Although I had various other reading plans, I put them aside to focus on this trilogy.  And now that I’ve finished, I am having a hard time finding anything else from those other reading plans that engages me and forces me to make reading a priority like these books did.

So, rather than a review (because I’m [bored with book reviews](http://kidlit.froztfreez.com/bored-with-book-reviews/ ““Bored with Book Reviews”")), here are five things I noticed and learned from these books, mostly from a would-be writer’s perspective:

  1. You don’t have to show everything.  You can tell some things.  And you don’t even have to tell everything.  You can skip time, even and especially across volumes of a trilogy, across years, across great deeds only alluded to or sketched out briefly.  You don’t have to share the whole history of the world you build or the whole lives of the people you bring to life.  You can cover wizard school in three chapters rather than seven books.1

  2. You don’t have to end books with cliffhangers. Not even the second volume of a trilogy.  Each book in a series can be a stand-alone snapshot of a much larger world.2

  3. You don’t have to write high fantasy that is obsessively Euro-centric; you can have high fantasy with people of color.  These books actually set a precedent for this 40+ years ago that I didn’t know existed. Our hero and the majority of the characters are dark-skinned people.  For the most part this isn’t a major focus of the narratives, but it is definitely there and it is intentional.  It’s just one subtle detail of her world and character building, which makes me love it even more.  I didn’t realize this when I started reading A Wizard of Earthsea as a child; it certainly isn’t reflected in any of the cover art I have seen for these books over my lifetime. Depressingly, that downplay was probably a sound marketing decision for the times.  Hopefully the #WeNeedDiverseBooks meme is changing the calculus for those types of decisions and will result in new book covers even for old books such as these. I’m definitely not well-read in fantasy and most of what I have read was a long time ago, so I recognize that I am ignorant and maybe others authors have been engaging in diversity in fantasy for a long time as well.3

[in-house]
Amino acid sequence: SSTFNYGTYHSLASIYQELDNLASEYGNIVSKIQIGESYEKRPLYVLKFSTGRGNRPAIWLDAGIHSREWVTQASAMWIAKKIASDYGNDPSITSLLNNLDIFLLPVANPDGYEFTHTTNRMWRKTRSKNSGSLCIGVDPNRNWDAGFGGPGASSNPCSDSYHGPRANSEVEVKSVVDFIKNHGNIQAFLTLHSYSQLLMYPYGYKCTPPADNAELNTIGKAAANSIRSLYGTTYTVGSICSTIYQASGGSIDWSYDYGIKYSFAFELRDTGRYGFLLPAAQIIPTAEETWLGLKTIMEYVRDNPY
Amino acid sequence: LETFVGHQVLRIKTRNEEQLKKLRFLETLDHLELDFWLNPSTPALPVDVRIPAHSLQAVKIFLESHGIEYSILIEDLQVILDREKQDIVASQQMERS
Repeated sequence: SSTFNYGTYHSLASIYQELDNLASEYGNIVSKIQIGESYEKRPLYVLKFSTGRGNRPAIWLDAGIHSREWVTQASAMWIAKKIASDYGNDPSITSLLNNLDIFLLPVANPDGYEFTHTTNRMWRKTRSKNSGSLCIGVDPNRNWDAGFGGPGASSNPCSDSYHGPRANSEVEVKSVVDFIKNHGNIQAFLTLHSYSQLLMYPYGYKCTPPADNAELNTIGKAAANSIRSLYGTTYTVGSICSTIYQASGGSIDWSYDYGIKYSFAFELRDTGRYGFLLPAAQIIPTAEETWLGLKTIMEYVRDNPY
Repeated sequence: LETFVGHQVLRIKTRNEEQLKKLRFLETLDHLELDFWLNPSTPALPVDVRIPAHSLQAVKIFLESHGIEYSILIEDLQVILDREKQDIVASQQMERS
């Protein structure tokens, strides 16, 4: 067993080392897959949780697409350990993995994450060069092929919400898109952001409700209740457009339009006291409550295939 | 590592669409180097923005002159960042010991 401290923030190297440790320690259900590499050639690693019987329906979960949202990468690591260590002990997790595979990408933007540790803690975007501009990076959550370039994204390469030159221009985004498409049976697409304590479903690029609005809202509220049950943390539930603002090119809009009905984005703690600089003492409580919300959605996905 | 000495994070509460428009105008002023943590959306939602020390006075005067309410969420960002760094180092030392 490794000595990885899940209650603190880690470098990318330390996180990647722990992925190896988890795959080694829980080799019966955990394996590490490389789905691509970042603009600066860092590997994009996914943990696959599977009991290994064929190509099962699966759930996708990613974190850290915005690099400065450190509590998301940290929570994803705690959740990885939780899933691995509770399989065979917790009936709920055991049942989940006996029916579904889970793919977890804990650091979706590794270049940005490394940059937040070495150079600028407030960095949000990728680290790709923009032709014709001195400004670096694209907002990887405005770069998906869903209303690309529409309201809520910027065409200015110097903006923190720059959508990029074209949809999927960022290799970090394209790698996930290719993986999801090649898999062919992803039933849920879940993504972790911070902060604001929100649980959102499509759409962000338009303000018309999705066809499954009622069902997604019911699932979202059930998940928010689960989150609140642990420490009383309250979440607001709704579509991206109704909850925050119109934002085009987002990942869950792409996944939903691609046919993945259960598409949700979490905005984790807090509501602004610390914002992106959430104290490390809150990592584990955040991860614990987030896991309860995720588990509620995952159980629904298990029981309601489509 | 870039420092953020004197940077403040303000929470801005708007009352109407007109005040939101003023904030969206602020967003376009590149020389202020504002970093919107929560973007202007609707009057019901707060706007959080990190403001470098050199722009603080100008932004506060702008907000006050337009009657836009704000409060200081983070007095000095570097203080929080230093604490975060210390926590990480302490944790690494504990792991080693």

4. The varying ethnic and cultural details are just one example of how LeGuin is a master of using fantasy and other speculative fictions to explore, describe, confront, come to terms with, and rebut ideas we have about culture, race, social norms, politics, religion, sexuality, etc.  I had learned this years ago from reading her The Left Hand of Darkness as a teenager, but I had forgotten since then or taken it for granted.  Speculative fiction provides such capability and opportunity to explore these kinds of issues in a very real, emotional way without the potential for the story and ideas to get bogged down by all the messiness, politicization, and need for research and accuracy that can come with tying a story or character to a particular place and time in the actual historical or contemporary world.  LeGuin is practically an anthropologist of new cultures of her own creation, and I like her approach.4